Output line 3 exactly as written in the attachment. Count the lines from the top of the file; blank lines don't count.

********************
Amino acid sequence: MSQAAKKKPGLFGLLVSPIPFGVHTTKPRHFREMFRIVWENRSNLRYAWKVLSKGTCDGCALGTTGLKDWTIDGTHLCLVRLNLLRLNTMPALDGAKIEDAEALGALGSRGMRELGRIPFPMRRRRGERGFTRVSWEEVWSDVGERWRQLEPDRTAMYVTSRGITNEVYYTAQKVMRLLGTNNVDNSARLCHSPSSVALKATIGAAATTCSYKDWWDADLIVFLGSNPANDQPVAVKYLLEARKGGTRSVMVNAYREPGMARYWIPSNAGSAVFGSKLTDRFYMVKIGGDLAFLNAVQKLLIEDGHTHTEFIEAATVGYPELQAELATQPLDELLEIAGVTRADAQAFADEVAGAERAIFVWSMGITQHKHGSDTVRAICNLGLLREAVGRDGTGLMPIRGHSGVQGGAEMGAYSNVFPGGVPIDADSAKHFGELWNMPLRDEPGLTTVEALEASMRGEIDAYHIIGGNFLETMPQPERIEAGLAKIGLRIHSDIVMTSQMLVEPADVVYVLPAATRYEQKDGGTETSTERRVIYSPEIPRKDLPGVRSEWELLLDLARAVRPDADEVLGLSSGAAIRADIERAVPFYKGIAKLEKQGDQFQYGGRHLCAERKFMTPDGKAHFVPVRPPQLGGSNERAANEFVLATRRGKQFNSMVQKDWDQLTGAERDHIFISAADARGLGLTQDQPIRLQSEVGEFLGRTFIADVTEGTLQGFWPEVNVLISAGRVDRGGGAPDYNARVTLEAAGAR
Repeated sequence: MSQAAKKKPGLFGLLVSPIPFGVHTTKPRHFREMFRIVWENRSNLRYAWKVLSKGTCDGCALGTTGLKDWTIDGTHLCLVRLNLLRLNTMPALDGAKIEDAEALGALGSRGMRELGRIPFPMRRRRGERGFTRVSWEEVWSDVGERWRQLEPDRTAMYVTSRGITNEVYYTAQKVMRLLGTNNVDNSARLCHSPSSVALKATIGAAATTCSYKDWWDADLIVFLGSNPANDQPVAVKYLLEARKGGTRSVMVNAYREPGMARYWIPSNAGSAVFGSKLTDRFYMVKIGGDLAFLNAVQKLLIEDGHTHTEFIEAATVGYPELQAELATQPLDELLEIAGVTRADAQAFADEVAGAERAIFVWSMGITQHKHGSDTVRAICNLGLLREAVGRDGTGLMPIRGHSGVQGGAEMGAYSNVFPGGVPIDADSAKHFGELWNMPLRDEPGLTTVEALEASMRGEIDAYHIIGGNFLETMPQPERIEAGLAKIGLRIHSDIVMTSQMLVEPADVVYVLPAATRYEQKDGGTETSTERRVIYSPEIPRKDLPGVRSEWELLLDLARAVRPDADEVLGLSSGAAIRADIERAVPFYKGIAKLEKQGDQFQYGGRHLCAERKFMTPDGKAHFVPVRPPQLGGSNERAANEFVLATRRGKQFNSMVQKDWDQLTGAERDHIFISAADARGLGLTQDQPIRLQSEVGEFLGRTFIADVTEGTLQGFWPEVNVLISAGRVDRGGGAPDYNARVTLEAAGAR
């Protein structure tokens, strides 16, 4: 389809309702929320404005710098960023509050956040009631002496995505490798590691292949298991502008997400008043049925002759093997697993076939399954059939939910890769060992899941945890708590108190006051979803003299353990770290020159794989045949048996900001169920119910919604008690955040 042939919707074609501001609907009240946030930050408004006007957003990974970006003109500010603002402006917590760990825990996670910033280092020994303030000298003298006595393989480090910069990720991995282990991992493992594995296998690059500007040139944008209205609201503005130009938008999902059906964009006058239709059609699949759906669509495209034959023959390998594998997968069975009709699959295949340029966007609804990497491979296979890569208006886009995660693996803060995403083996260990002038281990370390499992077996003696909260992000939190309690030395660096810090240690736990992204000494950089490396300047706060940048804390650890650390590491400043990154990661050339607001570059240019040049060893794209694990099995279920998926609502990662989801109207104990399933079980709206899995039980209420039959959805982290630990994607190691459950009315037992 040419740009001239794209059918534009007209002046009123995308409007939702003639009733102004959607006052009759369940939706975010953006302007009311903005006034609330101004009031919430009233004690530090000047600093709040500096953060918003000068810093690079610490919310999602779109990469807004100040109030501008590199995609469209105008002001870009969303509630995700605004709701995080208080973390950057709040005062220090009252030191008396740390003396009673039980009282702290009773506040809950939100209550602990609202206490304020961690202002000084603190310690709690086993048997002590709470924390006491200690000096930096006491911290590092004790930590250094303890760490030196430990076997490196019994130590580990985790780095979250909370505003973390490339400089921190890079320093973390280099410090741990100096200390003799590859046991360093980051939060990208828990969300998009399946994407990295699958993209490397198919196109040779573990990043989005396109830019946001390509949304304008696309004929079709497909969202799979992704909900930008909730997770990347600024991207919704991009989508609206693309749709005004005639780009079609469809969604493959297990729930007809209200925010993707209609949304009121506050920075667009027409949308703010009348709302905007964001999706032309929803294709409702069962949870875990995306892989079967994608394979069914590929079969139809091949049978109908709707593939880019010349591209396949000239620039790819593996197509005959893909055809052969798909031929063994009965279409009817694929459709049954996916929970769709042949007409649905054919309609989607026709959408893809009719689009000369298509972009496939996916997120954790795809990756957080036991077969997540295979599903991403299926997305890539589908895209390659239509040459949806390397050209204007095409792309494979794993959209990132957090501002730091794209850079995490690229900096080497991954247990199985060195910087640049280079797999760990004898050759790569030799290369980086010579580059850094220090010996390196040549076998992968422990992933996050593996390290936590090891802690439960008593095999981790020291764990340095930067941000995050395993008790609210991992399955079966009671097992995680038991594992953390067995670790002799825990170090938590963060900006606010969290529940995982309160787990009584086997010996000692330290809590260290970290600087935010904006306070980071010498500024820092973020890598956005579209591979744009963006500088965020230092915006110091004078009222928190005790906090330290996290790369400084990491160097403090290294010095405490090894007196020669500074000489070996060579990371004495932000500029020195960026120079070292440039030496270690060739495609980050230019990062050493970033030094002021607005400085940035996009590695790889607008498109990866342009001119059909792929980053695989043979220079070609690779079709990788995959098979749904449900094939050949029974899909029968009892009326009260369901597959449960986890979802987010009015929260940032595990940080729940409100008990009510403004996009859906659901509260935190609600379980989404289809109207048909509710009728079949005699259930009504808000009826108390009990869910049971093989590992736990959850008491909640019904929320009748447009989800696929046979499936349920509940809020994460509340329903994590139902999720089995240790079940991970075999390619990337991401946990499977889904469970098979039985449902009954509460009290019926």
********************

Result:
């Protein structure tokens, strides 16, 4: 389809309702929320404005710098960023509050956040009631002496995505490798590691292949298991502008997400008043049925002759093997697993076939399954059939939910890769060992899941945890708590108190006051979803003299353990770290020159794989045949048996900001169920119910919604008690955040 042939919707074609501001609907009240946030930050408004006007957003990974970006003109500010603002402006917590760990825990996670910033280092020994303030000298003298006595393989480090910069990720991995282990991992493992594995296998690059500007040139944008209205609201503005130009938008999902059906964009006058239709059609699949759906669509495209034959023959390998594998997968069975009709699959295949340029966007609804990497491979296979890569208006886009995660693996803060995403083996260990002038281990370390499992077996003696909260992000939190309690030395660096810090240690736990992204000494950089490396300047706060940048804390650890650390590491400043990154990661050339607001570059240019040049060893794209694990099995279920998926609502990662989801109207104990399933079980709206899995039980209420039959959805982290630990994607190691459950009315037992 040419740009001239794209059918534009007209002046009123995308409007939702003639009733102004959607006052009759369940939706975010953006302007009311903005006034609330101004009031919430009233004690530090000047600093709040500096953060918003000068810093690079610490919310999602779109990469807004100040109030501008590199995609469209105008002001870009969303509630995700605004709701995080208080973390950057709040005062220090009252030191008396740390003396009673039980009282702290009773506040809950939100209550602990609202206490304020961690202002000084603190310690709690086993048997002590709470924390006491200690000096930096006491911290590092004790930590250094303890760490030196430990076997490196019994130590580990985790780095979250909370505003973390490339400089921190890079320093973390280099410090741990100096200390003799590859046991360093980051939060990208828990969300998009399946994407990295699958993209490397198919196109040779573990990043989005396109830019946001390509949304304008696309004929079709497909969202799979992704909900930008909730997770990347600024991207919704991009989508609206693309749709005004005639780009079609469809969604493959297990729930007809209200925010993707209609949304009121506050920075667009027409949308703010009348709302905007964001999706032309929803294709409702069962949870875990995306892989079967994608394979069914590929079969139809091949049978109908709707593939880019010349591209396949000239620039790819593996197509005959893909055809052969798909031929063994009965279409009817694929459709049954996916929970769709042949007409649905054919309609989607026709959408893809009719689009000369298509972009496939996916997120954790795809990756957080036991077969997540295979599903991403299926997305890539589908895209390659239509040459949806390397050209204007095409792309494979794993959209990132957090501002730091794209850079995490690229900096080497991954247990199985060195910087640049280079797999760990004898050759790569030799290369980086010579580059850094220090010996390196040549076998992968422990992933996050593996390290936590090891802690439960008593095999981790020291764990340095930067941000995050395993008790609210991992399955079966009671097992995680038991594992953390067995670790002799825990170090938590963060900006606010969290529940995982309160787990009584086997010996000692330290809590260290970290600087935010904006306070980071010498500024820092973020890598956005579209591979744009963006500088965020230092915006110091004078009222928190005790906090330290996290790369400084990491160097403090290294010095405490090894007196020669500074000489070996060579990371004495932000500029020195960026120079070292440039030496270690060739495609980050230019990062050493970033030094002021607005400085940035996009590695790889607008498109990866342009001119059909792929980053695989043979220079070609690779079709990788995959098979749904449900094939050949029974899909029968009892009326009260369901597959449960986890979802987010009015929260940032595990940080729940409100008990009510403004996009859906659901509260935190609600379980989404289809109207048909509710009728079949005699259930009504808000009826108390009990869910049971093989590992736990959850008491909640019904929320009748447009989800696929046979499936349920509940809020994460509340329903994590139902999720089995240790079940991970075999390619990337991401946990499977889904469970098979039985449902009954509460009290019926």